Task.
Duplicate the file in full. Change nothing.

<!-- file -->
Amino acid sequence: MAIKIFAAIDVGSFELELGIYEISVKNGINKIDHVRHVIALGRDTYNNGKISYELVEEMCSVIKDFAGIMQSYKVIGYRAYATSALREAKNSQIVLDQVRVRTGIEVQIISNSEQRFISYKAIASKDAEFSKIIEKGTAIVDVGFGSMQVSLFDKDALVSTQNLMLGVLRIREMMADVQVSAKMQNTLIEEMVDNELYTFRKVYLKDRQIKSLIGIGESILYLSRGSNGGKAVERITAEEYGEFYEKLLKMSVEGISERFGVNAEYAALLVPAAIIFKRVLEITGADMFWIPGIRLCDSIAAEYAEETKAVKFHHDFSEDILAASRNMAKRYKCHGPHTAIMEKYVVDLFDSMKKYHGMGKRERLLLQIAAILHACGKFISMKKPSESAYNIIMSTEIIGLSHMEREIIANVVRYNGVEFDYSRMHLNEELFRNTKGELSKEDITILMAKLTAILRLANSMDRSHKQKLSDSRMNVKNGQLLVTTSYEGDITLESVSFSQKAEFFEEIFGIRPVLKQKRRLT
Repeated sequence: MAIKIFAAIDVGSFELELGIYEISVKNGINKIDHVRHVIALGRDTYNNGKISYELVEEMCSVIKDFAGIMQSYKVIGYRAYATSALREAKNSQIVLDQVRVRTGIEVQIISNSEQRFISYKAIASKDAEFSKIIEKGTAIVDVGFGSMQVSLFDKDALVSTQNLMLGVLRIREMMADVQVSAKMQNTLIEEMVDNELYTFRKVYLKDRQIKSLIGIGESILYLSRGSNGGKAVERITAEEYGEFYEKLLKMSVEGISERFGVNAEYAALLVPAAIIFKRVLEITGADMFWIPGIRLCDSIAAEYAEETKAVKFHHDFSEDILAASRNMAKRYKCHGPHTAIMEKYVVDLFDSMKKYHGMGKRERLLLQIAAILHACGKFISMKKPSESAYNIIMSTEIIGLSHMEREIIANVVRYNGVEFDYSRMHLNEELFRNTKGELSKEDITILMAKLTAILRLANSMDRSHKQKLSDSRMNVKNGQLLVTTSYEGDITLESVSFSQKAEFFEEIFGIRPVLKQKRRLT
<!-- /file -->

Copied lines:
Amino acid sequence: MAIKIFAAIDVGSFELELGIYEISVKNGINKIDHVRHVIALGRDTYNNGKISYELVEEMCSVIKDFAGIMQSYKVIGYRAYATSALREAKNSQIVLDQVRVRTGIEVQIISNSEQRFISYKAIASKDAEFSKIIEKGTAIVDVGFGSMQVSLFDKDALVSTQNLMLGVLRIREMMADVQVSAKMQNTLIEEMVDNELYTFRKVYLKDRQIKSLIGIGESILYLSRGSNGGKAVERITAEEYGEFYEKLLKMSVEGISERFGVNAEYAALLVPAAIIFKRVLEITGADMFWIPGIRLCDSIAAEYAEETKAVKFHHDFSEDILAASRNMAKRYKCHGPHTAIMEKYVVDLFDSMKKYHGMGKRERLLLQIAAILHACGKFISMKKPSESAYNIIMSTEIIGLSHMEREIIANVVRYNGVEFDYSRMHLNEELFRNTKGELSKEDITILMAKLTAILRLANSMDRSHKQKLSDSRMNVKNGQLLVTTSYEGDITLESVSFSQKAEFFEEIFGIRPVLKQKRRLT
Repeated sequence: MAIKIFAAIDVGSFELELGIYEISVKNGINKIDHVRHVIALGRDTYNNGKISYELVEEMCSVIKDFAGIMQSYKVIGYRAYATSALREAKNSQIVLDQVRVRTGIEVQIISNSEQRFISYKAIASKDAEFSKIIEKGTAIVDVGFGSMQVSLFDKDALVSTQNLMLGVLRIREMMADVQVSAKMQNTLIEEMVDNELYTFRKVYLKDRQIKSLIGIGESILYLSRGSNGGKAVERITAEEYGEFYEKLLKMSVEGISERFGVNAEYAALLVPAAIIFKRVLEITGADMFWIPGIRLCDSIAAEYAEETKAVKFHHDFSEDILAASRNMAKRYKCHGPHTAIMEKYVVDLFDSMKKYHGMGKRERLLLQIAAILHACGKFISMKKPSESAYNIIMSTEIIGLSHMEREIIANVVRYNGVEFDYSRMHLNEELFRNTKGELSKEDITILMAKLTAILRLANSMDRSHKQKLSDSRMNVKNGQLLVTTSYEGDITLESVSFSQKAEFFEEIFGIRPVLKQKRRLT